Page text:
Over the summer, I have watched from my office window in College Hall the rise of the structure that will become the Roy and Diana Vagelos Laboratories of the Institute for Advanced Science and Technology. As this important and impressive building has taken shape, I've thought about the "construction" of the University over its 250-plus years. More to the point, I've thought about the "reconstruction" or "restructuring" of Penn that each generation of buildings has embodied at various times and in various ways throughout its history.
In fact, the University has always been in the grip of change. It has grown, contracted, grown again, plateaued, forged ahead. Always changing. Much to its benefit, Penn has been shaped and reshaped by generations of wise men and women who have responded to the demands of their days and loved Penn as much as we do.
As new buildings take physical form and old treasures are restored, another kind of restructuring is also underway. Across the University, work teams are bringing profound changes to administrative lifedriven by the same desire for excellence and frugality that have been Penn's hallmark since the beginning.
Yes, we mustand we canreduce administrative costs. Shaken by the rising price of higher education, the public is loudly and increasingly demanding this of all universities, including Penn, where total annual costs for an undergraduate now exceed $30,000. But just as important, we have our own strong institutional reasons to tighten our administrative belts: We can reinvest the savings in programs, in teaching, and in the people of this University. The "penny saved, penny earned" legacy of our founder should make us proud to do so.
And as we change, we must continue to improve the quality of life at Pennfor students, faculty, and, in particular, staff, whose work goes unrecognized too often and whose contributions are innumerable. It was on their behalf that I wrote to the Inquirer last spring, following its series on higher education, to say how proud I am of the staff at this institution.
Several changes in the way we do things are already improving the quality of life at Penn and, I hope, increasing job satisfaction. Consider just a few examples:
It is certainly true that some Penn employees, through no fault of their own, have lost jobs over the past year, and others will in the future, as positions are eliminated in individual schools, departments, or offices over time. Since July 1, 1995, 160 positions have been discontinued across 18 administrative departments and schools. Of the 160 employees affected to date, over one-half have obtained new jobs, many through our new Position Discontinuation and Staff Transition (PDST) plan. We established the PDST plan last year to provide salary, benefits, and job counseling during a transition period for those whose positions have been eliminated. The plan is not perfect, but we believe it is one of the most generous in academia. Nothing less would be adequate for us.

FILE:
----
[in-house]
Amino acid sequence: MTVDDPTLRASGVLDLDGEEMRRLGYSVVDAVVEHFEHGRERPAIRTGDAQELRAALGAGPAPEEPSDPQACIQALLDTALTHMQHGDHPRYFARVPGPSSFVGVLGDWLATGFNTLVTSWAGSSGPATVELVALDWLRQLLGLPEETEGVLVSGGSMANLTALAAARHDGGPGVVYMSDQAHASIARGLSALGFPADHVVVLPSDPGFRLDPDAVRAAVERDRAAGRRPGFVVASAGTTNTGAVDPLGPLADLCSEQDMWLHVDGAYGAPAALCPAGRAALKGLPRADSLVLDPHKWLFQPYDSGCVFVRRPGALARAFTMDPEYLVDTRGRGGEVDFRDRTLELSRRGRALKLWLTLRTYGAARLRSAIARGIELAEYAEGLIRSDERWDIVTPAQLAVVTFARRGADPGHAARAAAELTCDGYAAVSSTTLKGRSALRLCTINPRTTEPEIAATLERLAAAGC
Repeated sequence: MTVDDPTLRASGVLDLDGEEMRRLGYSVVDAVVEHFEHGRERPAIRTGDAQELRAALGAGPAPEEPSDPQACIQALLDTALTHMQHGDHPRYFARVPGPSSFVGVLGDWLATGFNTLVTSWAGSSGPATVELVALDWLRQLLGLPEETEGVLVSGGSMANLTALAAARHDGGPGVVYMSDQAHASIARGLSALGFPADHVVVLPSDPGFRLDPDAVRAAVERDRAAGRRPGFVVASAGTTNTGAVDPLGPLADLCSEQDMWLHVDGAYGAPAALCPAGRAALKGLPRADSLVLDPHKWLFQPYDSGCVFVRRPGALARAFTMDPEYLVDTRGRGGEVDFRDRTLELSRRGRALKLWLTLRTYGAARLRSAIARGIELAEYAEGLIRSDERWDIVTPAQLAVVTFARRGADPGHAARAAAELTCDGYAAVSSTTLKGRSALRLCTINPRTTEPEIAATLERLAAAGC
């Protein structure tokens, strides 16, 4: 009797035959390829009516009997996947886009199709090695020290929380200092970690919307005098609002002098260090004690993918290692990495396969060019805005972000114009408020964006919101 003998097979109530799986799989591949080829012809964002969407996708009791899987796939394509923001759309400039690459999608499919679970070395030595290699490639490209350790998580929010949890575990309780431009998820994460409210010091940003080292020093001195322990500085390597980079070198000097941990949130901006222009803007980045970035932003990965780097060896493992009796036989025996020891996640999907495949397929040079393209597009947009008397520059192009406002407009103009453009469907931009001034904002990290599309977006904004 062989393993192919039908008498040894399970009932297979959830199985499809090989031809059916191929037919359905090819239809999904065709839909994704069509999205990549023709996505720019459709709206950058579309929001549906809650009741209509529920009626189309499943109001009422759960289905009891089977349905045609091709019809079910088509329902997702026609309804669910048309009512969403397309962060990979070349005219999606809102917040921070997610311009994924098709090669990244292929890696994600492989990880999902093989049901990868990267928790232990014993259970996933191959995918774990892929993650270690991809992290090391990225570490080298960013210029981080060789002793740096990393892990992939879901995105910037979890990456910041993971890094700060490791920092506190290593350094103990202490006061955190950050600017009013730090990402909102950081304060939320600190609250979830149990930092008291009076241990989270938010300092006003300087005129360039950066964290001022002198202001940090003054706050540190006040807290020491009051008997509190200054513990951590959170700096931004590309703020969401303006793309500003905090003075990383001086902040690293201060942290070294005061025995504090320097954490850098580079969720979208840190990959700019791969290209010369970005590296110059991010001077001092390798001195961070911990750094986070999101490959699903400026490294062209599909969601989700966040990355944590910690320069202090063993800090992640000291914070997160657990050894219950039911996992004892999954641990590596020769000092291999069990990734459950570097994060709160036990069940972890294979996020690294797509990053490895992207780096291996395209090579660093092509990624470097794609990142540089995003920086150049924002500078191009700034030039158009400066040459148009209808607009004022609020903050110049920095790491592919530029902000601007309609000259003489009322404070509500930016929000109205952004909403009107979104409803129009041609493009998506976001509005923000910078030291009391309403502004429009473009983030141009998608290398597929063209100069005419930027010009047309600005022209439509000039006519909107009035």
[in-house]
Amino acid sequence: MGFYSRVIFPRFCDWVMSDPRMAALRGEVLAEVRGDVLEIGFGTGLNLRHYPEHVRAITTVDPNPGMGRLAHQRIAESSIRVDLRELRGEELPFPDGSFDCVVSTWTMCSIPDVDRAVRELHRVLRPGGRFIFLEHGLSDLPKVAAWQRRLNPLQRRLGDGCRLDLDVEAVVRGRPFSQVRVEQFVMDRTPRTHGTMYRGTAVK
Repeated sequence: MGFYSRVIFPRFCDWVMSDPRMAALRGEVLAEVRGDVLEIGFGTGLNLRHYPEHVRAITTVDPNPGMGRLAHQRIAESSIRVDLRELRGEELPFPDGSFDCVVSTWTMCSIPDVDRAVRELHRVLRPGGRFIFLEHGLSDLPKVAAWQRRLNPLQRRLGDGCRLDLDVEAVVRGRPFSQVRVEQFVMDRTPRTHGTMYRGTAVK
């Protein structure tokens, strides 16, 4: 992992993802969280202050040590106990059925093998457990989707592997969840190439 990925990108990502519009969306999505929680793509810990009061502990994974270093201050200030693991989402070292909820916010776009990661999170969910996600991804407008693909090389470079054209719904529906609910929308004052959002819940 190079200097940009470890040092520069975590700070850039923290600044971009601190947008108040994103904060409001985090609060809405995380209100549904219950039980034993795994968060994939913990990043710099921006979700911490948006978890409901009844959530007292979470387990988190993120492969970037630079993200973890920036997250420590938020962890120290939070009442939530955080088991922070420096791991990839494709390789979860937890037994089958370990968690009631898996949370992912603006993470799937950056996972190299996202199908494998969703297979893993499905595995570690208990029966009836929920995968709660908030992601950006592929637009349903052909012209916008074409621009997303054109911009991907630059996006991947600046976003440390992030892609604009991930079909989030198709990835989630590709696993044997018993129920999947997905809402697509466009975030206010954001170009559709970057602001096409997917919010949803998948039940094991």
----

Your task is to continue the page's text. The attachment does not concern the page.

In the mission statement of Agenda for Excellence, the draft strategic plan that will be finalized this fall, the last paragraph includes six points about the quality of life at Penn. The first point says Penn will "encourage, sustain, and reward its faculty; nurture, inspire, and challenge its students; and support and value its staff." These words were not chosen idly. Nor were the words I chose two years ago, in my first State of the University address, to say that our collective effort must be to make Penn even greater by using our resources in the best ways possible. We can and must improve the quality of our services, reduce unnecessary expenditures, and invest in the development of our programs and our people. We must empower our employees, extending authority and accountability deeper into the organization and rewarding success. We must eliminate bureaucracy and other impediments to excellence in our administrative services. On the other hand, we have no wish to make Penn look or feel like a business corporation with a relentless focus on the bottom line.
In ongoing conversations with members of the University community, Executive Vice President John Fry and many others have communicated the goals and process of administrative restructuring. Conversations will continue with the deans and business administrators of the schools, leaders of the Faculty Senate, the A-1 and A-3 Assemblies, and student and other campus groups, as will updates to University Council and reports on our effort in these pages. We will consult with more people, and more often. And we intend to communicate still more and still better. Starting now.
In the year ahead, we will build on the progress we have made in many areas, looking to reduce costs and minimize duplicative efforts while improving productivity, quality, and service in critical administrative areas. Among these areas are: procurement, research support, human resources support services, computing, housekeeping and maintenance, construction management, internal audit, public safety, and such auxiliary services as dining.
In each case, we are looking to improve the quality of life on campus by exploring ways to make Penn a safer, more vibrant, and more satisfying place in which to work and to learn. When the key elements of these transformations are looked at broadly, they add up to a university dedicated to service excellence. They add up to a university that is finding ways to work more effectivelyand more productively. They add up to a university that is not afraid of change. And change is truly one of Penn's most enduring traditions.
Volume 43 Number 2
September 3, 1996
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